Book Club Picks: Give 'Em Something To Talk About Making suggestions for your book club can be risky business. If everyone loves the book, you're a hero. If they hate it, it takes a while to live it down. NPR's Lynn Neary comes to the rescue with five book club recommendations that are sure to make for good conversation.

Book Club Picks: Give 'Em Something To Talk About

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Hi, Lynn.

LYNN NEARY: Hi. Good to be here.

LUDDEN: So you have a list. You whittled it down to five top picks. How did you do that?

NEARY: Just the idea of what that means for the slaves, because they're so close to freedom. So what...

LUDDEN: Up there in the North.

NEARY: Yes, and the problems that it causes because in fact, one of these young women, in fact, sees this as an opportunity for escape.

LUDDEN: Wow. So two historical novels. What else is on your list?

NEARY: So this one is Detective Frank Mackey, and he goes back to his old neighborhood to investigate a crime and gets embroiled in - with his family, who he thought he had left behind forever. And this is the story - as much about a dysfunctional family as it is about crime.


NEARY: Which, I think people always like to discuss dysfunctional families.


NEARY: So that's my crime novel choice.

LUDDEN: All right, and the others?

NEARY: And then I also think that like a lot of times - I don't know if you find this, Jennifer; I know you're in a book club - that sometimes you just want a pretty quick read.


NEARY: Right?

LUDDEN: So we hit that patch. Yes, absolutely.

NEARY: What Paul Auster does in "Sunset Park" that I think is interesting is, it's kind of a meditation on what home means and what it means to be homeless, what it means to come home after you've been in self-imposed exile. And he sets up, in a very - sort of gentle way, the backdrop of what's really going in this country around housing and the housing crisis.

LUDDEN: Is it set in contemporary times, then...

NEARY: Yes, it is.

LUDDEN: ...since 2008?

NEARY: It's set in contemporary times. It is not about the housing crisis - I don't want to lead people astray - but he sets that up as the backdrop for this story about what home means.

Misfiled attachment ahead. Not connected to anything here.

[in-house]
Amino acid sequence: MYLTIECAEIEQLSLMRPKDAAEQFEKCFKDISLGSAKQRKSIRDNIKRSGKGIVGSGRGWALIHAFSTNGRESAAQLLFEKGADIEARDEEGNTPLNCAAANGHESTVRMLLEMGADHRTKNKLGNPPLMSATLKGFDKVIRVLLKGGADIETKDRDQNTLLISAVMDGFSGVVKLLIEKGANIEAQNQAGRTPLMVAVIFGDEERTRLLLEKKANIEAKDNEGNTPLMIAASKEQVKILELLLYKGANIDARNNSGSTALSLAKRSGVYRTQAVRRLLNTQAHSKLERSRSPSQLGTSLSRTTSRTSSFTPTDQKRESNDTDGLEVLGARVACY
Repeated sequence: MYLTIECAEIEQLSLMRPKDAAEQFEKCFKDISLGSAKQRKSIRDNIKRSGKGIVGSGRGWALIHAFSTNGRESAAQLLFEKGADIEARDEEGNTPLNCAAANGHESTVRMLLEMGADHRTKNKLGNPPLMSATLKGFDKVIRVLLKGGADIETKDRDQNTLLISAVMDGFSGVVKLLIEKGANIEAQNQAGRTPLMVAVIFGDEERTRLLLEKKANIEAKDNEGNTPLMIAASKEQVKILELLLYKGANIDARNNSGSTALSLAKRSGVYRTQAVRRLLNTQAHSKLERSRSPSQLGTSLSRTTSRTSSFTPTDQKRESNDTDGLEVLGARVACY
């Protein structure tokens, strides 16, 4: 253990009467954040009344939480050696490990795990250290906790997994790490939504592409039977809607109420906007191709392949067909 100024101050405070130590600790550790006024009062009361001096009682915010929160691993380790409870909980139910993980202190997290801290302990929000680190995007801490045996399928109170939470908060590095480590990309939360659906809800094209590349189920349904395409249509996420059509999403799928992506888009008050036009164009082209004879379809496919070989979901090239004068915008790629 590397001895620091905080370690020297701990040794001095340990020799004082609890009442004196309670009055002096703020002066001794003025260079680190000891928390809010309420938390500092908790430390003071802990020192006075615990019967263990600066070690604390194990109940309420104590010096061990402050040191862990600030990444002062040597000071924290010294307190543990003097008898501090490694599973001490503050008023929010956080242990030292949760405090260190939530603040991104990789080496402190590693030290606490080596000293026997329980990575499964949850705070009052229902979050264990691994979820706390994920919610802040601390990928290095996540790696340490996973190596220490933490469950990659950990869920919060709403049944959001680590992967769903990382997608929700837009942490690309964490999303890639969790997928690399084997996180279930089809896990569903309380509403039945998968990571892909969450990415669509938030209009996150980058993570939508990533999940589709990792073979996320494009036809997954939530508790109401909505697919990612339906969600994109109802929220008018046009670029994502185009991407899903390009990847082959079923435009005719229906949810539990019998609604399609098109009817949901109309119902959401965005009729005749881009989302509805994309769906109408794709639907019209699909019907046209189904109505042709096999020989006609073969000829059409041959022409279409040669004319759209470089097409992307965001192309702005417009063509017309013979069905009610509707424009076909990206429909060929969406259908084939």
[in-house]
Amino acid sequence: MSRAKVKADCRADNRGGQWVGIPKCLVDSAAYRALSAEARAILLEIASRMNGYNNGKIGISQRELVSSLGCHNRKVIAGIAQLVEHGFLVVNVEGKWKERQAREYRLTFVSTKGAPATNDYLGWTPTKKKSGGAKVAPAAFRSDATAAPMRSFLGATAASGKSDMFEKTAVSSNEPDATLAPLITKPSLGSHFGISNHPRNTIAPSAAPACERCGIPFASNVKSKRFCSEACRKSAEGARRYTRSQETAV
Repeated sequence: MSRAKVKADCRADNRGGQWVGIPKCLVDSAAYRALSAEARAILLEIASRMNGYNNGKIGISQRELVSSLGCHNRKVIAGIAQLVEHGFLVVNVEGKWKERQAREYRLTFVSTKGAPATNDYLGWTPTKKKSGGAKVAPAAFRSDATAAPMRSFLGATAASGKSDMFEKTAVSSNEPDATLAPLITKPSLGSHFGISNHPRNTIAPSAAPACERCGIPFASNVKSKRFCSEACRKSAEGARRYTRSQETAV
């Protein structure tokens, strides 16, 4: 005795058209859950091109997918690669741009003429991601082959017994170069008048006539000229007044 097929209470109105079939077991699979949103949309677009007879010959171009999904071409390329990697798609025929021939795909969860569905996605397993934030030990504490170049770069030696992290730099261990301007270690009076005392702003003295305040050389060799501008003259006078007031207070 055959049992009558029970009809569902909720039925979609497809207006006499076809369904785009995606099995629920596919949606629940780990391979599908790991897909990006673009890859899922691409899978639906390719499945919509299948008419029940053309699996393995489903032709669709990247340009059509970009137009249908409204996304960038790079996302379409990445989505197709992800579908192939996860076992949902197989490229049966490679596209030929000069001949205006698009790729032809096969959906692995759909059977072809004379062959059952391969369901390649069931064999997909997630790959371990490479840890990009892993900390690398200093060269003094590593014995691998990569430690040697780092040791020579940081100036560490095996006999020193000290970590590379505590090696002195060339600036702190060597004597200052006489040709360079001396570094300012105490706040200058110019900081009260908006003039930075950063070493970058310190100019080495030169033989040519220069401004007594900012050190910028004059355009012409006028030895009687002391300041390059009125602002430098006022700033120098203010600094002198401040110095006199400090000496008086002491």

LUDDEN: So there are so many groups out there recommending book club books. I mean, it feels like, you know, publishers must - and bookstores must really be counting on this whole genre it's become.

NEARY: I think it has become something of an industry. And yes, publishers - when you get press releases from publishers on different books, they might even say, this is a great book club pick. And sometimes, I think they have almost stereotyped a certain kind of book that they think book clubs might like - very often. Because I think they think of book clubs as being mostly women, and I think that's a possibility that they are. "The Help" might be an example of that, which has been a perennial best-seller now for a couple of years. And I think, probably, a lot of book clubs are picking up on "The Help."

LUDDEN: A very fun read.

NEARY: As a matter of fact, Paul Harding, who wrote "Tinkers," which won the Pulitzer Prize last year, when I interviewed him, he told me that he got the buzz going on that book by going to book clubs and...

LUDDEN: Really?

NEARY: Yeah. Mm-hmm. And eventually, the buzz got loud enough that the Pulitzer Prize committee heard about it. So now, he's got a best-seller on his hands.


LUDDEN: So Lynn, has your book club made some picks for the coming year?

NEARY: Yes, and one of the books that we're going to read early in the year is a book that's gotten a whole lot of attention this past year, and that is "Freedom," by Jonathan Franzen. And I have to tell you, it was a controversial pick because some people just felt like they'd heard too much about it. Some people are not crazy about Jonathan Franzen. But I think in the end, the group decided we have heard so much about it, let's read it, and let's decide for ourselves what this - whether this is a good book or not.

LUDDEN: NPR's Lynn Leary.

NEARY: Good to be here.

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